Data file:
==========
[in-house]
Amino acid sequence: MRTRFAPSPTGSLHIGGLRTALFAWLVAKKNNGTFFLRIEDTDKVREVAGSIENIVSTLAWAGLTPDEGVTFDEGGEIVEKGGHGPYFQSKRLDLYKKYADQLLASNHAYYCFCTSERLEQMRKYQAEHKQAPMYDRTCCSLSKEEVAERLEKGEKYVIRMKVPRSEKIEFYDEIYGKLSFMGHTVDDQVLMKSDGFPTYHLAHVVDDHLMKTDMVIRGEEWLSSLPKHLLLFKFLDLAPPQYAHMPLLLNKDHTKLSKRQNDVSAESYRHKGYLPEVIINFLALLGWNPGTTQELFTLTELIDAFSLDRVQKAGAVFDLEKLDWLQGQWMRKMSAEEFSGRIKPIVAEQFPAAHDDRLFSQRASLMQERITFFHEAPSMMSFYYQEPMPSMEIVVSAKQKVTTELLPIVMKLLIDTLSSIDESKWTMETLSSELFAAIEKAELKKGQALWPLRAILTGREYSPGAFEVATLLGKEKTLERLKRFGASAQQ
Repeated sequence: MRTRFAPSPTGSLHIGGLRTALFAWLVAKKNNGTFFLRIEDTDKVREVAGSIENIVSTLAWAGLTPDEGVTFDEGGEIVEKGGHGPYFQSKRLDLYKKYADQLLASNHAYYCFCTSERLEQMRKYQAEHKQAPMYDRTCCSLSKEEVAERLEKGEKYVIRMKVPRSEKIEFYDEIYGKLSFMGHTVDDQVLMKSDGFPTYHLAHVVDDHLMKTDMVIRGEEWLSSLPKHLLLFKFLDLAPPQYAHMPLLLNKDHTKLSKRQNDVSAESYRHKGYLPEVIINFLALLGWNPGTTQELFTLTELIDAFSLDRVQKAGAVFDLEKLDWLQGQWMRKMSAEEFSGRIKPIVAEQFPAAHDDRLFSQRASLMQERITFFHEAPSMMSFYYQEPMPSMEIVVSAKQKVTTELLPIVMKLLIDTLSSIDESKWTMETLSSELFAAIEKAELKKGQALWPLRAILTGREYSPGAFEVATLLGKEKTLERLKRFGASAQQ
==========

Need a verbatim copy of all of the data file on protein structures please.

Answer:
[in-house]
Amino acid sequence: MRTRFAPSPTGSLHIGGLRTALFAWLVAKKNNGTFFLRIEDTDKVREVAGSIENIVSTLAWAGLTPDEGVTFDEGGEIVEKGGHGPYFQSKRLDLYKKYADQLLASNHAYYCFCTSERLEQMRKYQAEHKQAPMYDRTCCSLSKEEVAERLEKGEKYVIRMKVPRSEKIEFYDEIYGKLSFMGHTVDDQVLMKSDGFPTYHLAHVVDDHLMKTDMVIRGEEWLSSLPKHLLLFKFLDLAPPQYAHMPLLLNKDHTKLSKRQNDVSAESYRHKGYLPEVIINFLALLGWNPGTTQELFTLTELIDAFSLDRVQKAGAVFDLEKLDWLQGQWMRKMSAEEFSGRIKPIVAEQFPAAHDDRLFSQRASLMQERITFFHEAPSMMSFYYQEPMPSMEIVVSAKQKVTTELLPIVMKLLIDTLSSIDESKWTMETLSSELFAAIEKAELKKGQALWPLRAILTGREYSPGAFEVATLLGKEKTLERLKRFGASAQQ
Repeated sequence: MRTRFAPSPTGSLHIGGLRTALFAWLVAKKNNGTFFLRIEDTDKVREVAGSIENIVSTLAWAGLTPDEGVTFDEGGEIVEKGGHGPYFQSKRLDLYKKYADQLLASNHAYYCFCTSERLEQMRKYQAEHKQAPMYDRTCCSLSKEEVAERLEKGEKYVIRMKVPRSEKIEFYDEIYGKLSFMGHTVDDQVLMKSDGFPTYHLAHVVDDHLMKTDMVIRGEEWLSSLPKHLLLFKFLDLAPPQYAHMPLLLNKDHTKLSKRQNDVSAESYRHKGYLPEVIINFLALLGWNPGTTQELFTLTELIDAFSLDRVQKAGAVFDLEKLDWLQGQWMRKMSAEEFSGRIKPIVAEQFPAAHDDRLFSQRASLMQERITFFHEAPSMMSFYYQEPMPSMEIVVSAKQKVTTELLPIVMKLLIDTLSSIDESKWTMETLSSELFAAIEKAELKKGQALWPLRAILTGREYSPGAFEVATLLGKEKTLERLKRFGASAQQ